Wondering how long an overnight backup took? Or how it works, exactly? Dive in with me for a look under the hood, and you’ll resurface with a better understanding of exactly how these backup tasks are handled.
This sort of deep dive became necessary for me to understand how things were working, ever since I began using the beta of WS2012E back in October of 2012, and bravely tried backing up 8 systems daily. In my research back then, I had discovered that there seems to be no Windows Home Server Technical Brief for Home Computer Backup and Restore for the WS2012E user. And as of May 29 2013, there still isn’t!
So let’s just have a look at my own Windows 8 64 bit system, a Lenovo W520 laptop, which is set to sleep after 15 minutes of no active use. It was left alone to sleep last night, and was awoken just 5 minutes after the 1am backup window began. That means it happened to be first to get backed up last night, of the 12 systems backed up nightly. How do we verify that the backup window began at 1am? By heading on over to the ‘Windows Server 2012 Essentials Dashboard’ and clicking on the ‘Customize Computer Backup and File History’ button.
The ‘Customize Computer Backup and File History’ in ‘Windows Server 2012 Essentials Dashboard’ view.
Following along over in the Event Viewer, easily brought up in Windows 8 by pressing Win+X and selecting ‘Event Viewer’, you’ll see that earlier today, this particular system woke at 1:04am, then went back to sleep at 1:34am. So it took less than 1/2 hour to perform the actia; daily overnight backup job.
The Backup Properties will show close to the time the backup was kicked off by the scheduled task. To view the ‘Backup Properties’ view, just double-clicking on the system entry on the Dashboard’s DEVICES view, or from my client PC, the W520 laptop, I just ran:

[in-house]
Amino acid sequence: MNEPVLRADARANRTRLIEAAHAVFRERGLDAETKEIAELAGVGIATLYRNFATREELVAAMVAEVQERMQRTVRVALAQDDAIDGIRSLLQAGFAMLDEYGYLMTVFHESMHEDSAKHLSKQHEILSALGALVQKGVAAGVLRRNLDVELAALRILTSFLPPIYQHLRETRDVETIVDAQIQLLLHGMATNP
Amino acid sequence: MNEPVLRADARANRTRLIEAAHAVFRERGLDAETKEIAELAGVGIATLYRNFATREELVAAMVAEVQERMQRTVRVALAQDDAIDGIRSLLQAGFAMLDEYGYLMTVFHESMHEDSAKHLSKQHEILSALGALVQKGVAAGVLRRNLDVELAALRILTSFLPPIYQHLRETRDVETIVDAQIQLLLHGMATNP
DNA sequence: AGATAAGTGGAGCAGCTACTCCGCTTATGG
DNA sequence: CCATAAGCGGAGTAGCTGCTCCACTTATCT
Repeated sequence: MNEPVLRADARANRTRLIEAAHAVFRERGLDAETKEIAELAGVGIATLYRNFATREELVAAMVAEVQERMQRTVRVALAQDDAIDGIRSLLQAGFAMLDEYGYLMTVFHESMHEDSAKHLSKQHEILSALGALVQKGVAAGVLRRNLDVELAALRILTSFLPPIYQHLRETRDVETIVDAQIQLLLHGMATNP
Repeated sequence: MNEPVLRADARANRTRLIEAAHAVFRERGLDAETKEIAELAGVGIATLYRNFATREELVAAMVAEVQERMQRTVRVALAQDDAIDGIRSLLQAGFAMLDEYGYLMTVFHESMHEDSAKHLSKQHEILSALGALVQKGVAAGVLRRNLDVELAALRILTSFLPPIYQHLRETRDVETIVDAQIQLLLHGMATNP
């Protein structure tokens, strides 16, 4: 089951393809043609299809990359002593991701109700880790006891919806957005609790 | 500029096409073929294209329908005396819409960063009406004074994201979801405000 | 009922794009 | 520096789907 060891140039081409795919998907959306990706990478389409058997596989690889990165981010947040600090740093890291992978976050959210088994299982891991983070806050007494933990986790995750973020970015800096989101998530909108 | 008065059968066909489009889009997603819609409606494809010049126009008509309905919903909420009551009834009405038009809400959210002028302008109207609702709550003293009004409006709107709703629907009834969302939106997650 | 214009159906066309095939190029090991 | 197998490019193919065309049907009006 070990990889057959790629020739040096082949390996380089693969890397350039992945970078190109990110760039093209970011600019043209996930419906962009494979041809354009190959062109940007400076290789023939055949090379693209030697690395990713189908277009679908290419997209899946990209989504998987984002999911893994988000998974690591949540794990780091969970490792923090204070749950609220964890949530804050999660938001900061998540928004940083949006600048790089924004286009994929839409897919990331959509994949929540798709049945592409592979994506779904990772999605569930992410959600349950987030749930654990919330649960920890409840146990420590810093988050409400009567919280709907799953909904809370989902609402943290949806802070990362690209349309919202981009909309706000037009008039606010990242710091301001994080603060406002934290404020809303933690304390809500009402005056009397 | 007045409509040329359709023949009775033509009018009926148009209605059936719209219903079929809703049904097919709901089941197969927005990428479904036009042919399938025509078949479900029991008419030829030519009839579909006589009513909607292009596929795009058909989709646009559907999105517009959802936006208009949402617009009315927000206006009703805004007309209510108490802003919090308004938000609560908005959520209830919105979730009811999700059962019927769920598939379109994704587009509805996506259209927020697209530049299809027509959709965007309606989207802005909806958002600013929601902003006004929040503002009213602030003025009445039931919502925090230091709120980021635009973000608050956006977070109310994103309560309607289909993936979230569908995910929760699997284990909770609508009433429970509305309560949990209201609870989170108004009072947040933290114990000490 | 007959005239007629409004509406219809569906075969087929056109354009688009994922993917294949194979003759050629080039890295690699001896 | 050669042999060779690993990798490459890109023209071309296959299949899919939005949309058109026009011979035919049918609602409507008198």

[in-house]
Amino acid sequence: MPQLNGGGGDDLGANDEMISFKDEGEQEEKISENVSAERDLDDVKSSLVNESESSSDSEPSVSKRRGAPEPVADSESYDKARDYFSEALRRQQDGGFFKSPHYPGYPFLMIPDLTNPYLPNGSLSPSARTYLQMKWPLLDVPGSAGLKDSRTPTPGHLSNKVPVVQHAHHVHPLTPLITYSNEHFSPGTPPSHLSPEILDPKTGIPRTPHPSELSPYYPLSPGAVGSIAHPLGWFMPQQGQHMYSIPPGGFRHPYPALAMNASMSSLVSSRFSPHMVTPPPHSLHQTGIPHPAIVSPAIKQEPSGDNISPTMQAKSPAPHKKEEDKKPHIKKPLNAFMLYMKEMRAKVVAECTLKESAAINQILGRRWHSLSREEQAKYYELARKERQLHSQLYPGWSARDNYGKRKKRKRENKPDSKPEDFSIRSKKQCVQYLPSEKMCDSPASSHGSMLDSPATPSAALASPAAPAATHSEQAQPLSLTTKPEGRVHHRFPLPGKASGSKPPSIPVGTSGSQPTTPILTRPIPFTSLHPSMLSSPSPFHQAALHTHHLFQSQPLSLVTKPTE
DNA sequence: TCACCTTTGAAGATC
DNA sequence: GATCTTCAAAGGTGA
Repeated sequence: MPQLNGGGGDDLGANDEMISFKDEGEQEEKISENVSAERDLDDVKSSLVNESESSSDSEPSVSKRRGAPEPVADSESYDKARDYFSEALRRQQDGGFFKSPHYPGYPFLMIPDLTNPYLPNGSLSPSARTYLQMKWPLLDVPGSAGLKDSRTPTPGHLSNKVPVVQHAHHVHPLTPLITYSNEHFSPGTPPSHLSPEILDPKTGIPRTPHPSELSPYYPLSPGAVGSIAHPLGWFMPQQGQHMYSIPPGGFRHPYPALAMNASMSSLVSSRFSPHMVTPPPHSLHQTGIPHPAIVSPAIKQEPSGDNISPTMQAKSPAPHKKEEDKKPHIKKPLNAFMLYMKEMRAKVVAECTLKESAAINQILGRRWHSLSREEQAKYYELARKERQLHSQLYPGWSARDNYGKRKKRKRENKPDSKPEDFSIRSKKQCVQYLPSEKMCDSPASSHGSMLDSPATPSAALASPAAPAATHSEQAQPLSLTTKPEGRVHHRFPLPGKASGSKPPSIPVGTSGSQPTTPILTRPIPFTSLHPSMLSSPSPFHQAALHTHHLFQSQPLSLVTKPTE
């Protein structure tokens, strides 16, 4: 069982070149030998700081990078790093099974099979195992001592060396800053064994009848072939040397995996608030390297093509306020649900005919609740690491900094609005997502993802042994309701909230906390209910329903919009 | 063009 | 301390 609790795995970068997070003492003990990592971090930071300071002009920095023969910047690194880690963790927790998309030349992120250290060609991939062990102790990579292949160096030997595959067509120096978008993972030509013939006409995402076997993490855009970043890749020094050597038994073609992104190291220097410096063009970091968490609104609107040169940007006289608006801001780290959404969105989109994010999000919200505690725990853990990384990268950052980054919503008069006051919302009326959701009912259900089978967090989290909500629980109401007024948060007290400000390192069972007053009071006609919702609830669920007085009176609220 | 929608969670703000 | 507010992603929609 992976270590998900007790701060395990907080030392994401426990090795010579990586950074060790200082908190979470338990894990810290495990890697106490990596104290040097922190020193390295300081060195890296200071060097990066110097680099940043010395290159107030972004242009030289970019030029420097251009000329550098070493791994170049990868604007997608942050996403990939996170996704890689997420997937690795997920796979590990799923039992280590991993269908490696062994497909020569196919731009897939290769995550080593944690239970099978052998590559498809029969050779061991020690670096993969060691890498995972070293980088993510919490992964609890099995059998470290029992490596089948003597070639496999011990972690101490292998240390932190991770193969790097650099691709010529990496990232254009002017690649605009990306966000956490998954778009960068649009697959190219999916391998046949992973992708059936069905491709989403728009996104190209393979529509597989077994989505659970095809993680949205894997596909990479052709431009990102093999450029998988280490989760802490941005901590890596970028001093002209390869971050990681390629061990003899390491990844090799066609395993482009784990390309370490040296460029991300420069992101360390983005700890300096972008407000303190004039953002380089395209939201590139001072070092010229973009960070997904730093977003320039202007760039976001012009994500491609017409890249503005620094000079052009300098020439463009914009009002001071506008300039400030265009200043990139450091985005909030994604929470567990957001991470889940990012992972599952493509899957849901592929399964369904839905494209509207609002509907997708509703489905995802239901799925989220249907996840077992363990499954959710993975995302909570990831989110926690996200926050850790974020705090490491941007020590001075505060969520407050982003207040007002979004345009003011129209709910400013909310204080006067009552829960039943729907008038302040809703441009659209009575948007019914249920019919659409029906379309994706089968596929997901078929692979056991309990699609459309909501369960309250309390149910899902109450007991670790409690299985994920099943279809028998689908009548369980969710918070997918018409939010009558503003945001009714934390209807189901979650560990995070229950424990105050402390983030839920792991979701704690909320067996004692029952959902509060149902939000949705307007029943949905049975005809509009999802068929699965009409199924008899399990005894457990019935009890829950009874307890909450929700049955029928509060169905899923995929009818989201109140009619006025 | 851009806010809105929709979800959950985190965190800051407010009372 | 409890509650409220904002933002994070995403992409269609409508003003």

C:\Program Files\Windows Server\Bin\BackupLaunchpad.exe
Finally, I also check out the Windows File Explorer, where I can see from the listing of files that the server laid down during that half-hour matches the expected timeline quite nicely, with the small files finishing up by 1:36am, and that last big file getting finalized 2 minutes after the laptop had already gone back to sleep.
And finally, then it finished up, it created a Task Scheduler entry for the next nightly backup, this time for 1:26am. That would seem to indicate it’s sneaking in another system’s daily backup before this PC, so there’s some sort of round-robin approach to giving each PC a different timeslot each night. If I don’t want it backup tonight, I’d just right-click and disable this entry. No worries doing that, because it’ll just stay asleep all night tonight, and will automatically recreate another wake up task for the next night. Notice how it says “Last Run Time” was “Never”? That’s because the scheduled task is created new, daily, and set to only run if the PC has AC power.
May 31 2013 Update:
Turns out the client PC’s Task Schedule is “touched” daily, but not actually re-enabled. See how the date has changed, but it’s still disabled, in the screenshot below. So I simply right-click and re-enable the task, and I’m good to go again, daily backups resume.
Here’s a narrated video walk-through version of everything that’s discussed in the above article.
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